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A multi-axial prosthetic foot will confirm to a variety of uneven terrain and move from side to side.

Clinical studies* show that users walk faster wearing a multiaxial foot versus a conventional SACH (solid ankle cushion heel) foot.

The Multiflex foot and ankle provide the activity level 2 user with comfortable multi-axial motion (up and down, as well as side to side movement), which enhances stability. The low profile design with sandal toe allows for a more natural appearance.

This product pairs with Multiflex Ankle and other ankle pairings.

*The Conventional Non-Articulated SACH or a Multiaxial Prosthetic Foot for Hypomobile Transtibial Amputees? A Clinical Comparison on Mobility, Balance, and Quality of Life - PubMed (nih.gov)

  • Activity level 1
  • Activity level 2
  • Suitable for outdoor use

Multiflex – Standard Clinical Evidence Reference

Clinical Outcomes using Multiflex feet

  • Safety
    • Low stiffness at weight acceptance leads to early foot-flat and greater stability for lower mobility patients14
    • No loss of stability during standing with Multiflex than fixed ankle/foot15
    • Easier to walk on uneven ground with Multiflex than fixed ankle/foot15,16
    • Easier to walk up a slope with Multiflex than fixed ankle/foot15
  • Mobility
    • Little to no difference in gait mechanics compared to flexible, “energy storing” prosthetic feet17
    • Increased prosthetic ankle range-of-motion with Multiflex compared to fixed ankle/foot15,16,18-20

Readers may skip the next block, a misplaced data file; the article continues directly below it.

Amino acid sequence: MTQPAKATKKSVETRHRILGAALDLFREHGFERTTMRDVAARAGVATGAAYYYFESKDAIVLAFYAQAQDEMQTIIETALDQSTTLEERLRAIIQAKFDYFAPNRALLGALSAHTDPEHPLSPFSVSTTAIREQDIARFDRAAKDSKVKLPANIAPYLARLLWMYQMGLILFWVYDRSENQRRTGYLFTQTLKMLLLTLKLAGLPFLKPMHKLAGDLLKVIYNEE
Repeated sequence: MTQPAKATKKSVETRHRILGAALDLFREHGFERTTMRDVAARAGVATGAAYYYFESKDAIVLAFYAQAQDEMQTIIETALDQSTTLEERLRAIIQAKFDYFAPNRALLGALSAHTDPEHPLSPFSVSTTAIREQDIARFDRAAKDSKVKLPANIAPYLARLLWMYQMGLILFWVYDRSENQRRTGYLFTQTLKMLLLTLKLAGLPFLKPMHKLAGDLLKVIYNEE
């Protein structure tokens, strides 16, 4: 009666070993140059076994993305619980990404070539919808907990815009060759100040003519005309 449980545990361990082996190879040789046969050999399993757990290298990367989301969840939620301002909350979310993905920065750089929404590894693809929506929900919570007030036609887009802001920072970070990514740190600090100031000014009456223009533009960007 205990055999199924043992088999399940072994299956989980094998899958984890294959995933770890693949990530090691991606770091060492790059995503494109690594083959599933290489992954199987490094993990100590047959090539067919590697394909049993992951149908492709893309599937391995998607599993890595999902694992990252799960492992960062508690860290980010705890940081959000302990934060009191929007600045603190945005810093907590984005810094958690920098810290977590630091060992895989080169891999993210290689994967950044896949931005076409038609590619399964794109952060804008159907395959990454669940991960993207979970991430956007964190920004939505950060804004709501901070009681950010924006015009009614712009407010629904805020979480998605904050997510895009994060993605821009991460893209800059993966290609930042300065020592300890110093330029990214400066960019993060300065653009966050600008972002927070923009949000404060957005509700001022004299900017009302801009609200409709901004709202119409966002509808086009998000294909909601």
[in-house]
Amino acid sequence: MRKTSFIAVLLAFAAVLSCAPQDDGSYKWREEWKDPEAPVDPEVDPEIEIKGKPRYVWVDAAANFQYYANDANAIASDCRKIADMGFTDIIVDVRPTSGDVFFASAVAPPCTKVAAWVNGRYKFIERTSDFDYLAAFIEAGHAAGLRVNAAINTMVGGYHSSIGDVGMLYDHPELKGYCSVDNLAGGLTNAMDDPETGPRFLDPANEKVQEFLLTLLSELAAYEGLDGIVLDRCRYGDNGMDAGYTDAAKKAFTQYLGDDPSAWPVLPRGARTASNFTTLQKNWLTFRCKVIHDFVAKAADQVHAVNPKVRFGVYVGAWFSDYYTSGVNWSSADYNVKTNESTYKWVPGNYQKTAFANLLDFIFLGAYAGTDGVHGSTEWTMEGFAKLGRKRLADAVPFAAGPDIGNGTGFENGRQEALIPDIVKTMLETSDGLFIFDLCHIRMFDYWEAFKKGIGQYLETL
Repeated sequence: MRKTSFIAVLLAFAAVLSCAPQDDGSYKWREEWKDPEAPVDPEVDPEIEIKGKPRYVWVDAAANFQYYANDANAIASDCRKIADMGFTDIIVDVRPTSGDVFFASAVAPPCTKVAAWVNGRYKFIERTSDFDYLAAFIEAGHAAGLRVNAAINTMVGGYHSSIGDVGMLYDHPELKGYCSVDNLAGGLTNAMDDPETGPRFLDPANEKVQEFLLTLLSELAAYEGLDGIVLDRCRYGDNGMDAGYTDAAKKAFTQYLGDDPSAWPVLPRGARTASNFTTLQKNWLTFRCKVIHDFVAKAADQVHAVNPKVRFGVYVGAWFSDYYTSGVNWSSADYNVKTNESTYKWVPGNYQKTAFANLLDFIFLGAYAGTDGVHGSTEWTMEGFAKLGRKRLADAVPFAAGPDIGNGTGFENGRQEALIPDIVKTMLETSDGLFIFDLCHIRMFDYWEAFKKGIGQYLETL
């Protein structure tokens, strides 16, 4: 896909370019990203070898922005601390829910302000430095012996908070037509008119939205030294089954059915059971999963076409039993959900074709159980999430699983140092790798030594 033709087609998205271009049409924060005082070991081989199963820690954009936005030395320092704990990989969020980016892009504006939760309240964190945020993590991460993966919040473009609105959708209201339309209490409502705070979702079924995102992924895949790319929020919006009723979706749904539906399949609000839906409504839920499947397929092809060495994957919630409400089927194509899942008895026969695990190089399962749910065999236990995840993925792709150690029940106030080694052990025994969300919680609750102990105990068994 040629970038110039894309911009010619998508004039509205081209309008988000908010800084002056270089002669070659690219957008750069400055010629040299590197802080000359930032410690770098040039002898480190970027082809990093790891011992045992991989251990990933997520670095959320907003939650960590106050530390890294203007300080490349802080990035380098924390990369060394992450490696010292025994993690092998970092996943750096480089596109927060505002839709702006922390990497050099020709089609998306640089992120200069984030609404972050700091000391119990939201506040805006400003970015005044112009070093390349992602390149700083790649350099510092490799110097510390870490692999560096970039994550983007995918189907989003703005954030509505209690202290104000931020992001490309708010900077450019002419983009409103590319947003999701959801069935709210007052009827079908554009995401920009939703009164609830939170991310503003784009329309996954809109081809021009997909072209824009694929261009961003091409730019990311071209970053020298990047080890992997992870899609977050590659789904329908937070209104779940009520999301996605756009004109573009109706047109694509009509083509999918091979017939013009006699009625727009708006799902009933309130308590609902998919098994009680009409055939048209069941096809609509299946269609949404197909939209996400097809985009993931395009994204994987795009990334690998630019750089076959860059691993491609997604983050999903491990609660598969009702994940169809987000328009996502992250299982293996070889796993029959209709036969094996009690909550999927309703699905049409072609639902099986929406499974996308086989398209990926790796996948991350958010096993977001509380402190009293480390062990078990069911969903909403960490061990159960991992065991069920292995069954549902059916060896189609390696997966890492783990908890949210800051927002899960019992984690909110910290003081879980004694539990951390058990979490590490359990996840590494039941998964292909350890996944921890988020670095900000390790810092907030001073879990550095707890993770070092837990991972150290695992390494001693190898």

• Increased prosthetic ankle power with Multiflex compared to fixed ankle/foot for bilateral users16
    • Prosthetic rollover shape closer to natural biomechanics than fixed ankle/foot18
    • Bilateral users can walk longer distances and report “smoother” gait with Multiflex compared to fixed ankle/foot16
    • Benefits in mobility for bilateral users15,16,18,19
  • Residual Limb Health
    • Equivalent socket comfort to higher technology, energy-storing feet21
  • Loading symmetry
    • Improved stance phase timing symmetry with Multiflex compared to fixed ankle/foot20
    • Reduced sound limb loading with Multiflex compared to fixed ankle/foot20
  • User satisfaction
    • Majority of users rate Multiflex as either “good” or “acceptable”22 and bilateral users prefer Multiflex to fixed ankle/foot16


  • Full Reference Listing
    1. Moore R.

      Patient Evaluation of a Novel Prosthetic Foot with Hydraulic Ankle Aimed at Persons with Amputation with Lower Activity Levels. JPO J Prosthet Orthot 2017; 29: 44–47.

    2. Moore R.

      Effect on Stance Phase Timing Asymmetry in Individuals with Amputation Using Hydraulic Ankle Units. JPO J Prosthet Orthot 2016; 28: 44–48.

    3. Buckley JG, De Asha AR, Johnson L, et al.

      Understanding adaptive gait in lower-limb amputees: insights from multivariate analyses. J Neuroengineering Rehabil 2013; 10: 98.

    4. Sedki I, Moore R.

      Patient evaluation of the Echelon foot using the Seattle Prosthesis Evaluation Questionnaire. Prosthet Orthot Int 2013; 37: 250–254.

    5. Rogers JP, Strike SC, Wallace ES.

      The effect of prosthetic torsional stiffness on the golf swing kinematics of a left and a right-sided trans-tibial amputee. Prosthet Orthot Int 2004; 28: 121–131.

    6. Kobayashi T, Orendurff MS, Boone DA.